Tuesday, September 30, 2014

Ten Times Better

In his book, Zero to One, Peter Thiel states that "only when your product is 10X better can you offer the customer transparent superiority."

In the global warming discourse, it is often stated that fossil fuels should be replaced by renewable (solar, wind, geothermal) energy sources.

However the first question we should ask is if in fact renewables are ten times better than what they are supposed to be replacing.

Well, in reality renewables not only are not ten times better than fossil fuels, they are not even plain better. What's more, in most of the important attributes of an energy source, renewables are considerably worse than fossil fuels.

So maybe this is the reason renewables are barely represented in our civilization's total energy consumption.* And this is in spite of them being the recipients of considerable subsidies per unit of energy produced.

In his book The End of Energy Obesity, Peter Tertzakian states:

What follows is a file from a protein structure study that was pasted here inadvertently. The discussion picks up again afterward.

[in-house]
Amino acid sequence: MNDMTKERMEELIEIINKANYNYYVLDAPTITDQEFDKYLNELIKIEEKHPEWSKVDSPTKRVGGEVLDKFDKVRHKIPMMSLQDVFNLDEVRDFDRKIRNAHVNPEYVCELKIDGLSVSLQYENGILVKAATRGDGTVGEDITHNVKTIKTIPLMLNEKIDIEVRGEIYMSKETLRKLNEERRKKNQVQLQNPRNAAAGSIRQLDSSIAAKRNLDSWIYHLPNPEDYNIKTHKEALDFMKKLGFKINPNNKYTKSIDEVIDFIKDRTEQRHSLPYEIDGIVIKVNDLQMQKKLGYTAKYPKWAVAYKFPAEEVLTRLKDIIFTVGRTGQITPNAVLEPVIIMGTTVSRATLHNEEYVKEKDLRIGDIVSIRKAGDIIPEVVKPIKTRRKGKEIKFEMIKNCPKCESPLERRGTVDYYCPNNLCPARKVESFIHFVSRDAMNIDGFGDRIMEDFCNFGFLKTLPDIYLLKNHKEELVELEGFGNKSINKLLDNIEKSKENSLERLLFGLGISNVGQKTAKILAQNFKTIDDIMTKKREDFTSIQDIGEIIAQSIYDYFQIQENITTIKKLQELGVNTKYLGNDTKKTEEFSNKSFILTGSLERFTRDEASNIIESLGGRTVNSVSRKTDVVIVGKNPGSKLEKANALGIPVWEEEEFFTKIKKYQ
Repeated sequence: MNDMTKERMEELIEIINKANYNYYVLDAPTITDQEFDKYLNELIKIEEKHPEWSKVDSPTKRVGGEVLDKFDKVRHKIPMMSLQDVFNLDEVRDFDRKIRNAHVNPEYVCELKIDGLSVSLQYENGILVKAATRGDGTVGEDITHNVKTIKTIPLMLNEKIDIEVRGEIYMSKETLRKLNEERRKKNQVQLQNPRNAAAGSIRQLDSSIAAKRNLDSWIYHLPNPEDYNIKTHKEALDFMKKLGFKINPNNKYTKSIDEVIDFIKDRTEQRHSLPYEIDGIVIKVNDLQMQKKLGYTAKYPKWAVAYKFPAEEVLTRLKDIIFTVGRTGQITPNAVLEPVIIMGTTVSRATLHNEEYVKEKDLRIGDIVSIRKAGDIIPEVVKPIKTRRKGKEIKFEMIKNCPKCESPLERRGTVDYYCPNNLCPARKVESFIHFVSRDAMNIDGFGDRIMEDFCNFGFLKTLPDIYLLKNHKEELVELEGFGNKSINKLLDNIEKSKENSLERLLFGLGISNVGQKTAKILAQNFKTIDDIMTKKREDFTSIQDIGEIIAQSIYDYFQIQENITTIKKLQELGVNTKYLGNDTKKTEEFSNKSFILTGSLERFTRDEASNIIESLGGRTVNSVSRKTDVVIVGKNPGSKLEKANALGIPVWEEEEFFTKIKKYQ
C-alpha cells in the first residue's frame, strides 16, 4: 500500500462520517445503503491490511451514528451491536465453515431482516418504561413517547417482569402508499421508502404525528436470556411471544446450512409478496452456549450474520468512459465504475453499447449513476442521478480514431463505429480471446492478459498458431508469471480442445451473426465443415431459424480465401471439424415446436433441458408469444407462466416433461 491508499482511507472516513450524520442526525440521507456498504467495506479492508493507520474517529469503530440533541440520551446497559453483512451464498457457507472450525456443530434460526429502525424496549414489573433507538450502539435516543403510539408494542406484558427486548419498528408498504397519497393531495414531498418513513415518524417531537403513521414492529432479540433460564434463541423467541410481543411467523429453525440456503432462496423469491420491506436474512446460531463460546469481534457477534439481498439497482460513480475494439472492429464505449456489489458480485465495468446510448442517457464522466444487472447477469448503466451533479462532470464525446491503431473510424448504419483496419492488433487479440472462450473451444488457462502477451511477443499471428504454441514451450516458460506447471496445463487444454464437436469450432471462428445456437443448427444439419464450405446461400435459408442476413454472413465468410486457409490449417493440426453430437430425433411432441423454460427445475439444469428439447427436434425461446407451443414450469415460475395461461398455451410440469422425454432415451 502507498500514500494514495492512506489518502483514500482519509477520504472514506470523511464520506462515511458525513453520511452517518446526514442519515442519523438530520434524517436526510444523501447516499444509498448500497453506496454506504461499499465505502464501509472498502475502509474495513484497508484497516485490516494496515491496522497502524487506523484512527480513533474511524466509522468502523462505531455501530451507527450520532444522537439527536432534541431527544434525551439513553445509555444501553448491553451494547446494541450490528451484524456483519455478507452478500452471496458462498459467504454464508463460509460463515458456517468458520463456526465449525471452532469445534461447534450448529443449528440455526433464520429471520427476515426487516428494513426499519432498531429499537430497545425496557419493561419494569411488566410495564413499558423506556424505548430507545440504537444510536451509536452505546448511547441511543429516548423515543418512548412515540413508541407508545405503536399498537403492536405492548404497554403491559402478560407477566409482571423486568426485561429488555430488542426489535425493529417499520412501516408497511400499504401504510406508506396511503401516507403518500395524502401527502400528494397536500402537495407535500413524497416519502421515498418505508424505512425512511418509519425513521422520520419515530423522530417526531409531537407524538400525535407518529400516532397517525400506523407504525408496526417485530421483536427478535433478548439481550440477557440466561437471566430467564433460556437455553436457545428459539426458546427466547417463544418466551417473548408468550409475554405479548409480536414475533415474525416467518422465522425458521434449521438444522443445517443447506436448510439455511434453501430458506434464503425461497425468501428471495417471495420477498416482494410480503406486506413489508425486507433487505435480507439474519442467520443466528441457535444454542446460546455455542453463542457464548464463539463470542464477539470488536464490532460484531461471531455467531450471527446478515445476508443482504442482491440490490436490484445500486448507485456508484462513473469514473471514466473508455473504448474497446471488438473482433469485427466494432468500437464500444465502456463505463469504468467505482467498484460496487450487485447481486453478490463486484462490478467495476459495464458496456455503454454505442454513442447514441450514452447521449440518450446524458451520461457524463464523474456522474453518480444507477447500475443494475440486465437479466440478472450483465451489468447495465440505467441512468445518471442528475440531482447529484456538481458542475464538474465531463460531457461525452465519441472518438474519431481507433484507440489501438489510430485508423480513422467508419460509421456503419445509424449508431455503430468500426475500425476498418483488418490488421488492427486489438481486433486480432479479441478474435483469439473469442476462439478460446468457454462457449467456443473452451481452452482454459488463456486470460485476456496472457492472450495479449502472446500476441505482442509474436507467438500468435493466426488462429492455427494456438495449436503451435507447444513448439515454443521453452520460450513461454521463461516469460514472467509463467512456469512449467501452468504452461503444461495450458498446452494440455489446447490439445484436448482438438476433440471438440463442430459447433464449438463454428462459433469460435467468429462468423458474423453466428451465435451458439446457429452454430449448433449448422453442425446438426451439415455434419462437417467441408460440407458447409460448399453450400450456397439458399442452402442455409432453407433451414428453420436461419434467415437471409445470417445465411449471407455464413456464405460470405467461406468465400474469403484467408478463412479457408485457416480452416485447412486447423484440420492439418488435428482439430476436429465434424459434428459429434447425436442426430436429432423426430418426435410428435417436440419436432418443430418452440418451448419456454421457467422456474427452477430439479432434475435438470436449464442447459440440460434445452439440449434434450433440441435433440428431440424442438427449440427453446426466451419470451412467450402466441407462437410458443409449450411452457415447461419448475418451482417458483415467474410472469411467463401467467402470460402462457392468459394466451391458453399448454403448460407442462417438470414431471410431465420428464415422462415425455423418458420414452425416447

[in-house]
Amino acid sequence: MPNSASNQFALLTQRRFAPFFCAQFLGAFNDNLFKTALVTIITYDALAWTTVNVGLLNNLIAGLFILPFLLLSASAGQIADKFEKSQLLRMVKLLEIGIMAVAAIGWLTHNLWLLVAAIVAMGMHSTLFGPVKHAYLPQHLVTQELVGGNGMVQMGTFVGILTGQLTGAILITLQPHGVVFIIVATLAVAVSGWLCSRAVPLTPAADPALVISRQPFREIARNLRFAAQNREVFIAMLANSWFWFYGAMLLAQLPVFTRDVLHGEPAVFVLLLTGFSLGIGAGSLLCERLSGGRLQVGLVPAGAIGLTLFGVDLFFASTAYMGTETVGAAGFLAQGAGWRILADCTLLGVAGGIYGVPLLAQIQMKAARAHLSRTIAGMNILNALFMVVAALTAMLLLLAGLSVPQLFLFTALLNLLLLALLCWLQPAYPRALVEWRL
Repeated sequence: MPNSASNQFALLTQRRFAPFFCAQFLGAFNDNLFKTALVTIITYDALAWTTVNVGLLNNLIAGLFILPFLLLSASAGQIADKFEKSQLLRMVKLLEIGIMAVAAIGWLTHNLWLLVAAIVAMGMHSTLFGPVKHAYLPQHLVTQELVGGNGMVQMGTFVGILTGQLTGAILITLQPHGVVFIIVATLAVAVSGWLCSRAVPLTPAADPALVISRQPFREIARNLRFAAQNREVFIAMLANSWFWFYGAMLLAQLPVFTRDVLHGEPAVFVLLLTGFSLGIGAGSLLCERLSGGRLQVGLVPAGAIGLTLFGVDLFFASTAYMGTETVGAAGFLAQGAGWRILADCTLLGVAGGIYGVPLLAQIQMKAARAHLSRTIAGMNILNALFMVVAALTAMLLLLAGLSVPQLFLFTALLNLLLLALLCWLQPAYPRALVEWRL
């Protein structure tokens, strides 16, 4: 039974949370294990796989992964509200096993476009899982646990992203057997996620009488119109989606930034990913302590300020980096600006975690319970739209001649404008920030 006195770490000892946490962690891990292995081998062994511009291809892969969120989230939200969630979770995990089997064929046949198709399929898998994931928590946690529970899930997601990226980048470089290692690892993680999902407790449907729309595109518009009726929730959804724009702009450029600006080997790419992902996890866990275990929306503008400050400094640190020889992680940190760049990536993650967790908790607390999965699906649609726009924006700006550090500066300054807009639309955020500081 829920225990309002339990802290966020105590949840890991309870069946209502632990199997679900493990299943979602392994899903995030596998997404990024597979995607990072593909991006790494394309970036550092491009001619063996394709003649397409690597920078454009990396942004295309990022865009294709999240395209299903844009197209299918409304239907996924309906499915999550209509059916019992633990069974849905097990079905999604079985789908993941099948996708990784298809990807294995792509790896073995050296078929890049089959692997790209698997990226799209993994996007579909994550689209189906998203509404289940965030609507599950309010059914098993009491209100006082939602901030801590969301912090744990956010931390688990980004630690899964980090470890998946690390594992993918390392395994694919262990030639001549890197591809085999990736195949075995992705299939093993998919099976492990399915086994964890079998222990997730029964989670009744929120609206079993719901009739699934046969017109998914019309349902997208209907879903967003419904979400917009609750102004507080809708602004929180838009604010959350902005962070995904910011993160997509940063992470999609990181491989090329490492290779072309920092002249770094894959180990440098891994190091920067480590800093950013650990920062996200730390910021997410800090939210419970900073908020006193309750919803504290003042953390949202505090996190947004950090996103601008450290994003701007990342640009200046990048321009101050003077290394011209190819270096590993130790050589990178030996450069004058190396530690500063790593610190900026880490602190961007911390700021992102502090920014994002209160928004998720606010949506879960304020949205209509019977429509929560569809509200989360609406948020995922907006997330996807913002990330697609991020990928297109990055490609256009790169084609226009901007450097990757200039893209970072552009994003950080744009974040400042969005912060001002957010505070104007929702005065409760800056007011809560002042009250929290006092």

"The following framework of nine energy attributes will serve as a useful reference point for assessing how energy sources - renewable and nonrenewable - jockey for market share and for predicting how successfully we can incorporate them into our energy diet."

Following I will list Mr. Tertzakian nine energy attributes and will indicate in green where renewables are better than fossil fuels and in red where they are worse:

1. Versatility

2. Scalability

3. Storability and Transportability

4. Deliverability

5. Energy Density

6. Power Density

7. Constancy

8. Environmental Sensitivity

9. Energy Security

As we can see, the renewables loss is almost as bad as the Brazil - Germany one during the 2014 FIFA cup.

Consequently, if we are going to replace fossil fuels, we need something much better than renewables and we need a real sense of urgency in this endeavor unless we believe fossil fuels will forever be abundant and relatively inexpensive.

Feel free to add to the conversation in Twitter: @luisbaram

* http://www.bp.com/content/dam/bp/pdf/Energy-economics/statistical-review-2014/BP-statistical-review-of-world-energy-2014-full-report.pdf

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At 1:04 PM, Anonymous Anonymous said...

If you look at the EROEI of renewables, many are too low to be sustainable in a modern economy. This leaves their energy security questionable.


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